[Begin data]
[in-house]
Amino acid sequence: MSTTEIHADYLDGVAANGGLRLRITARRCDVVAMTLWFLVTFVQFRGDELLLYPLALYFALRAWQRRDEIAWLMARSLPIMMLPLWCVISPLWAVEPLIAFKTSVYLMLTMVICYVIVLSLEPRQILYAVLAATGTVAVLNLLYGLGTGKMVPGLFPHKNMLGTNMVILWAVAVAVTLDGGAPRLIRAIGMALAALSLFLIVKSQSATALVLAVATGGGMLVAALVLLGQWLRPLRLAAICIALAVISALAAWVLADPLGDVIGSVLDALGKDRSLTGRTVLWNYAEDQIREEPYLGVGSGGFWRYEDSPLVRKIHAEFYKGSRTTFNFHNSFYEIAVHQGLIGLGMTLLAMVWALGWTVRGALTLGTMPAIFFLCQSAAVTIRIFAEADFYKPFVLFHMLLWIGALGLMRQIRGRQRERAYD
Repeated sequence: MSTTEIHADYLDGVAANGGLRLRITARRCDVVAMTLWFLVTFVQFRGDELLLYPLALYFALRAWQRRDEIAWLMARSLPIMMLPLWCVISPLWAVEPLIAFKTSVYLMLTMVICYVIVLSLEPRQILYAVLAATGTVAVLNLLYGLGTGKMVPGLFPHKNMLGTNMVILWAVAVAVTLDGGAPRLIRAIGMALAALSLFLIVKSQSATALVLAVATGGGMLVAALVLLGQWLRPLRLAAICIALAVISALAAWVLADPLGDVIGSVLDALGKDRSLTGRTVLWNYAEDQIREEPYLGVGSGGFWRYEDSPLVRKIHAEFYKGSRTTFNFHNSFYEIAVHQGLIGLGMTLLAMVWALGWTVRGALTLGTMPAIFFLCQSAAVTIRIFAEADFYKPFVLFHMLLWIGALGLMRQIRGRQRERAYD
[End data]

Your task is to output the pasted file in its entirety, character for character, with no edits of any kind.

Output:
[in-house]
Amino acid sequence: MSTTEIHADYLDGVAANGGLRLRITARRCDVVAMTLWFLVTFVQFRGDELLLYPLALYFALRAWQRRDEIAWLMARSLPIMMLPLWCVISPLWAVEPLIAFKTSVYLMLTMVICYVIVLSLEPRQILYAVLAATGTVAVLNLLYGLGTGKMVPGLFPHKNMLGTNMVILWAVAVAVTLDGGAPRLIRAIGMALAALSLFLIVKSQSATALVLAVATGGGMLVAALVLLGQWLRPLRLAAICIALAVISALAAWVLADPLGDVIGSVLDALGKDRSLTGRTVLWNYAEDQIREEPYLGVGSGGFWRYEDSPLVRKIHAEFYKGSRTTFNFHNSFYEIAVHQGLIGLGMTLLAMVWALGWTVRGALTLGTMPAIFFLCQSAAVTIRIFAEADFYKPFVLFHMLLWIGALGLMRQIRGRQRERAYD
Repeated sequence: MSTTEIHADYLDGVAANGGLRLRITARRCDVVAMTLWFLVTFVQFRGDELLLYPLALYFALRAWQRRDEIAWLMARSLPIMMLPLWCVISPLWAVEPLIAFKTSVYLMLTMVICYVIVLSLEPRQILYAVLAATGTVAVLNLLYGLGTGKMVPGLFPHKNMLGTNMVILWAVAVAVTLDGGAPRLIRAIGMALAALSLFLIVKSQSATALVLAVATGGGMLVAALVLLGQWLRPLRLAAICIALAVISALAAWVLADPLGDVIGSVLDALGKDRSLTGRTVLWNYAEDQIREEPYLGVGSGGFWRYEDSPLVRKIHAEFYKGSRTTFNFHNSFYEIAVHQGLIGLGMTLLAMVWALGWTVRGALTLGTMPAIFFLCQSAAVTIRIFAEADFYKPFVLFHMLLWIGALGLMRQIRGRQRERAYD